How to Prepare For The Money Shot

Here's how you can make sure your house is ready for its money shot when the photographer arrives.

  • Analyze the house to determine if the paint is in good condition, the colors are attractive and that color is being used in the right way. That means you've accented only the things that deserve it, and camouflaged the rest, like downspouts, vents and utility boxes, by painting them in the wall color. The analysis should include decks, porches, etc. 
  • If the house needs painting, get professional color advice to be certain the colors you use will harmonize with the permanent elements, such as the roof and stonework. If your colors aren't pleasing and well-coordinated, it will be painfully apparent in pictures. Here's my guide to finding colors that work:  Choosing Exterior Colors? Use This Questionnaire
  • Get the door colors right. The front door should be painted in an accent color used nowhere else. The garage door should be painted in the wall color, not the trim color. Some doors are better painted in the wall color to make them texture, instead of an accent. To learn more, read Choosing A Front Door Color - A Baker's Dozen Mistakes to Avoid
  • Check the landscaping and prune judiciously. If the picture shows overgrown trees and shrubs, you've created the impression that maintenance is too difficult to keep up with.
  • Be sure the colors in flowering container plants or in the landscape aren't clashing with the house color. If there are clashes, prune or relocate the offenders.
  • Add fresh mulch to all the planting beds.
  • If the house doesn't need painting but it's dirty, have it pressure-washed, including walkways, decks, patios and the driveway, as needed.
  • Analyze the shape of the front planting beds. Are they the usual narrow rectangles
    Curved Planting Beds
    along the front of the house? If so, using a half moon edger, re-draw the beds into sweeping curves to create a more gracious, custom and photogenic look. It's a cheap fix with big impact.  
  • What about the light fixtures? If they're old or in poor condition, they should be updated. Choose a design appropriate to the house and in the proper scale for each location. Keep things simple and don't mix styles. 
  • Remove small decorative accessories (wind chimes, elves, bird houses, dried wreaths, etc.) from the front of the house and the entryway. Outside clutter is as detrimental as inside clutter in photographs, and in person.
  • If you do use container plants or accessories, be sure the style, color and scale are right and that they add to, not detract from, the features of the house. A busy look doesn't photograph well.
  • Be sure no utilitarian items such as trash cans or hoses are visible when pictures are taken. Pick up any toys or bicycles. Move the boat, the RV and all the cars out of the driveway.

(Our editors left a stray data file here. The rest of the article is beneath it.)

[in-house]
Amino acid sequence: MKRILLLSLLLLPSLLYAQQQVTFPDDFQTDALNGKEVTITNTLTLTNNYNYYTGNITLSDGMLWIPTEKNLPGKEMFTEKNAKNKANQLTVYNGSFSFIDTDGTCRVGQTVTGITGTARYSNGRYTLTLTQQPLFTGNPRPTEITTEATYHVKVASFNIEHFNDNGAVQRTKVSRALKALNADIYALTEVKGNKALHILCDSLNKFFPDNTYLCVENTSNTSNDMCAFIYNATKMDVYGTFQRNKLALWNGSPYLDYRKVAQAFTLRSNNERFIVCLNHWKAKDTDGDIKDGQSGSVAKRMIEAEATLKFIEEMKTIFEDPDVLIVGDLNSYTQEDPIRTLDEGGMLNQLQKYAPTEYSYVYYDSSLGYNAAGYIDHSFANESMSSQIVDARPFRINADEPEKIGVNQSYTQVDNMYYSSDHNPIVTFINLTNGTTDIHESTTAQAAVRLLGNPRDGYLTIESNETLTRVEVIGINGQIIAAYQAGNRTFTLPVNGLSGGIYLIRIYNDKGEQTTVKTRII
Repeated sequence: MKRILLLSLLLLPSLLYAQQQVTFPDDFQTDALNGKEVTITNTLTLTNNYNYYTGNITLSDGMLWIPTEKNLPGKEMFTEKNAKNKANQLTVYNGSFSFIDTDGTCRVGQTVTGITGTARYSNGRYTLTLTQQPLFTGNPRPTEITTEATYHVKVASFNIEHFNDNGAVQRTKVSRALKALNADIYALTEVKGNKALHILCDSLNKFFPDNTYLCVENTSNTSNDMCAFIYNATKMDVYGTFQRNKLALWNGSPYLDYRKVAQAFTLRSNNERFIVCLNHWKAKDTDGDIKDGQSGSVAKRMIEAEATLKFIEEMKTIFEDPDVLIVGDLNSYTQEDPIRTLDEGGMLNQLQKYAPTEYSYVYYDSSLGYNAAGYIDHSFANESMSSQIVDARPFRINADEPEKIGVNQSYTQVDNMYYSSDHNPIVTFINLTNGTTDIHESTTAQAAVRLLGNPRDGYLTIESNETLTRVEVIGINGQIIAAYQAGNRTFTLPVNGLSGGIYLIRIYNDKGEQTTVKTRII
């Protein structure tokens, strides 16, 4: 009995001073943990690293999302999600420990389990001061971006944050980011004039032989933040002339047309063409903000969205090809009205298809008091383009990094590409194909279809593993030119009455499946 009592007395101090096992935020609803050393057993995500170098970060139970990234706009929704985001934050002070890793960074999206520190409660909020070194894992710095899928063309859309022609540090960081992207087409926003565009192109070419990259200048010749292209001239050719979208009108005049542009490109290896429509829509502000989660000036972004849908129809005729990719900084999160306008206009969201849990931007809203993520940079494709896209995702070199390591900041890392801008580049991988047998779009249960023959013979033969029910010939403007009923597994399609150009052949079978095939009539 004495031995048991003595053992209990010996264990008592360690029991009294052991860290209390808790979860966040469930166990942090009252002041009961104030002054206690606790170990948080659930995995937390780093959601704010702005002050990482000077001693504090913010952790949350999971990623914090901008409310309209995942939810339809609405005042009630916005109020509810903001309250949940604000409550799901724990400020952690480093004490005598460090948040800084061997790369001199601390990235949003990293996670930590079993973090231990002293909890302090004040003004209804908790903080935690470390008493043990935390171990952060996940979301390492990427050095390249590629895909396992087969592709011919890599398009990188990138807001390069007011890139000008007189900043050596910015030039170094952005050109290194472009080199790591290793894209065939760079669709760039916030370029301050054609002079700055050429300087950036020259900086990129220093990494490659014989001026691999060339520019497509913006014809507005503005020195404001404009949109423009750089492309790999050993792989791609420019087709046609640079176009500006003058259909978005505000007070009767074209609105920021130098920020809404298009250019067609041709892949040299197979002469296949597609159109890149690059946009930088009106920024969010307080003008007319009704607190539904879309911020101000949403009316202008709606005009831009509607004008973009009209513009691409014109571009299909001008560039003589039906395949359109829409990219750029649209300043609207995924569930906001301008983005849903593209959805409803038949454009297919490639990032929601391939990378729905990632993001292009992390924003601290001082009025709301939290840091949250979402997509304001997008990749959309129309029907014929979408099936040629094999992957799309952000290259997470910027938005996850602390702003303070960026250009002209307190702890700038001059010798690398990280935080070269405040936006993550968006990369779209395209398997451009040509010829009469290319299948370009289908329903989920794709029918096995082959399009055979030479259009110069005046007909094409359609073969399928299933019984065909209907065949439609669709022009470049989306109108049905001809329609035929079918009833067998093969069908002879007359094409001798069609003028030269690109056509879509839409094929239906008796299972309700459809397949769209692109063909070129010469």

• On picture day, be sure the lawn is mowed, the edges are crisp and the walkways and driveway are swept. Sometimes you can get a better picture by hosing down the driveway and walkway just before the shot is taken to clean them and intensify the color of the materials.

When the pictures are taken, make sure you have several to choose from. Insist on having final approval of the money shot before it goes public on MLS or the internet. If it takes more than one try to get a great picture, it's worth the effort. Remember that this image is the bait that you're dangling in front of prospective buyers to attract their attention. The interest the picture generates (or doesn't) can be money in your pocket, or money forfeited. It's up to you.

By:  Sandy LeRoy

Thursday, July 11, 2013

The Color to Avoid Using With Wood

I wish I didn't see it so often, because pure white walls in a room with natural wood trim and cabinets are a mis-matched pair in an unhappy marriage. 

Why Pure White Doesn't Work With Wood

Pure white and wood don't work well together because pure white has no earth tone component to marry it to the earth tones in the wood. With no color relationship, neither brings out the best in the other, and the combination looks like a mistake, instead of being warm, harmonious, inviting and flattering to both parties. The photo on the right from sfgate.com tells the story.  It's cold, bland, and boring, and nobody is happy.

Sellers Beware

When people don't know what color to use, or they plan to sell the house and want a neutral color, pure white often is the default choice, probably because they think it's safe and they can't make a mistake. Wrong! White walls do not produce attractive pictures for MLS and the internet, and you could be unwittingly sabotaging your marketing plan by making your house less appealing to buyers. If the house is vacant, the problem of mis-matched wall and wood colors becomes even more obvious. 

When you're selling, put color to work for you. Avoid pure white walls. Instead, choose a palette of coordinated colors throughout the house that works with all the permanent elements, like cabinets, flooring, tile, counter tops, etc. 

Wood Color Families

If your house has wood floors, cabinets or trim, you must consider those color(s) in every design decision you make, especially when you're looking for interior paint colors. 

The crucial thing to determine is the wood's color family because this information will point you in the right color direction. The most common color families are red, yellow, orange, brown, purple and gray.